Information Portal.


Famous scientist quote:
"The sciences gain by mutual support.  When, as the result of my first communications on the fermentations in 1857-1858, it appeared that the ferments, properly so-called, are living beings, that the germs of microscopic organisms abound in the surface of all objects, in th air and in water; that the theory of spontaneous generation is chimerical; ..." Louis Pasteur (1822 - 1895)  developed a method of inoculation of cattle for anthrax proving the efficacy of vaccinations.

for Biology



- Homework Help

Click on the names in the List below for detailed information.

    nabaena is a of , or blue-green , found as . It is known for its abilities, and they form relationships with certain plants, such as the . They are one of four genera of cyanobacteria that produce , which are harmful to local wildlife, as well as farm animals and pets.  


- Visit the Oregon Coast Aquarium's virtual jellyfish exhibit to learn about the jellyfish's biology, life cycle, relatives and even see live pictures on the JellyCam. Also has two classroom activities, one K-4 and the other 5-12.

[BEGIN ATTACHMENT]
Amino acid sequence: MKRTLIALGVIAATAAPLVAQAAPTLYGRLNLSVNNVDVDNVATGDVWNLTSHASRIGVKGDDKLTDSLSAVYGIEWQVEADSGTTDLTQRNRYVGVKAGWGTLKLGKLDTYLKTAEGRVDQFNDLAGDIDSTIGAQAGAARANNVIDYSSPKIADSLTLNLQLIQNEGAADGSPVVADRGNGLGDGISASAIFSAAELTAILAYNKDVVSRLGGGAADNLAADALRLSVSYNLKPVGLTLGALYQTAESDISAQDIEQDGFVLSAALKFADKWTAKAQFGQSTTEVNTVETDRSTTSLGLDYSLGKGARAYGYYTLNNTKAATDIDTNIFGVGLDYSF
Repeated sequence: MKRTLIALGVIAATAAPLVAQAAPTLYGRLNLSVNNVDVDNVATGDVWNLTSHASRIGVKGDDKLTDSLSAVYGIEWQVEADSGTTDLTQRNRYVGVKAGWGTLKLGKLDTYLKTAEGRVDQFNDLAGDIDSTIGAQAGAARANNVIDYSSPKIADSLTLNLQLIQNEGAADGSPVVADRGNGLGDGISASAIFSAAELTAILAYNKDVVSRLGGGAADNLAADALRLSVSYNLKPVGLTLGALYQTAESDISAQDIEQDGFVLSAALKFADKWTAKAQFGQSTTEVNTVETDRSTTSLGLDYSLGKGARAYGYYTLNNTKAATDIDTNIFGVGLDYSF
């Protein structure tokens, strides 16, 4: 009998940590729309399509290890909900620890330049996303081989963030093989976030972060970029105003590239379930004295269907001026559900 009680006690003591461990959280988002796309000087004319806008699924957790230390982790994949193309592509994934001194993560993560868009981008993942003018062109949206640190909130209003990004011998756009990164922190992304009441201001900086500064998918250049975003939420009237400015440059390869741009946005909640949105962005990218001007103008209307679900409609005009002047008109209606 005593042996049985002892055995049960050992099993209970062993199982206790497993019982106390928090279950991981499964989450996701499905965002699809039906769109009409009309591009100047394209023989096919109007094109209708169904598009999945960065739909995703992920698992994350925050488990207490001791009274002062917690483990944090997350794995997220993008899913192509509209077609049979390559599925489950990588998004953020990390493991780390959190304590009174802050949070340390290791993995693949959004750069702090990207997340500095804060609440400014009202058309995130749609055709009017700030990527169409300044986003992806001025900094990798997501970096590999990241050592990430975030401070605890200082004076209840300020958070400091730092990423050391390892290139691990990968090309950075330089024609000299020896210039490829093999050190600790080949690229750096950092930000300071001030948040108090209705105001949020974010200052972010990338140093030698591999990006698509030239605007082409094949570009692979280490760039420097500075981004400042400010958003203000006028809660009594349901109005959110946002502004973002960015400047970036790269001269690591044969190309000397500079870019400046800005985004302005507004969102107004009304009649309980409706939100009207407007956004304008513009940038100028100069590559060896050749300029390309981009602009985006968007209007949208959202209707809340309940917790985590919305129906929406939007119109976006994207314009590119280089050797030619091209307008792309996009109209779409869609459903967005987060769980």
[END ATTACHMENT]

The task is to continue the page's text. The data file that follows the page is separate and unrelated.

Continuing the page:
- Information on ctenophores ("comb jellies") with links to cnidarian and jellyfish information.

- CNN report on jellyfish with a Quicktime movie.

Sea Stars/Starfish

- Brief information on the armored sand star's biology, habitat/range, diet, reproduction, and some interesting facts.

- Brief information on the bat star's biology, habitat/range, diet, reproduction, and some interesting facts.

- Brief information on the fragile star's biology, habitat/range, diet, reproduction, and some interesting facts.

- Brief information on the giant spiny sea star's biology, habitat/range, diet, reproduction, and some interesting facts.

- Information on its description, habitat, diet, breeding, etc.






Mark Isaak
- very good

- Sponges/Porifera - Cindarians - Bilaterians - Protostomia vs. Deuterostomia - Lophotrochozoans vs. Ecdysozoans - Glatworms/Platyhelminthes - Annelids - Mollusks/Mollusca - Roundworms/Nematoda - Arthropods - Chordates


  Lot's of links here alphabetically  General Ecology and Biodiversity   Behavioral Ecology  Evolutionary Ecology


  Difference between Food chain and Food web explained.


Long Term Effects


  Human Issues  New aquarium cycle


Very Detailed



Metabolic Energy Cycle Geothermal Simplified

Energy Pyramid

  Flow of Energy  Different kinds of pyramids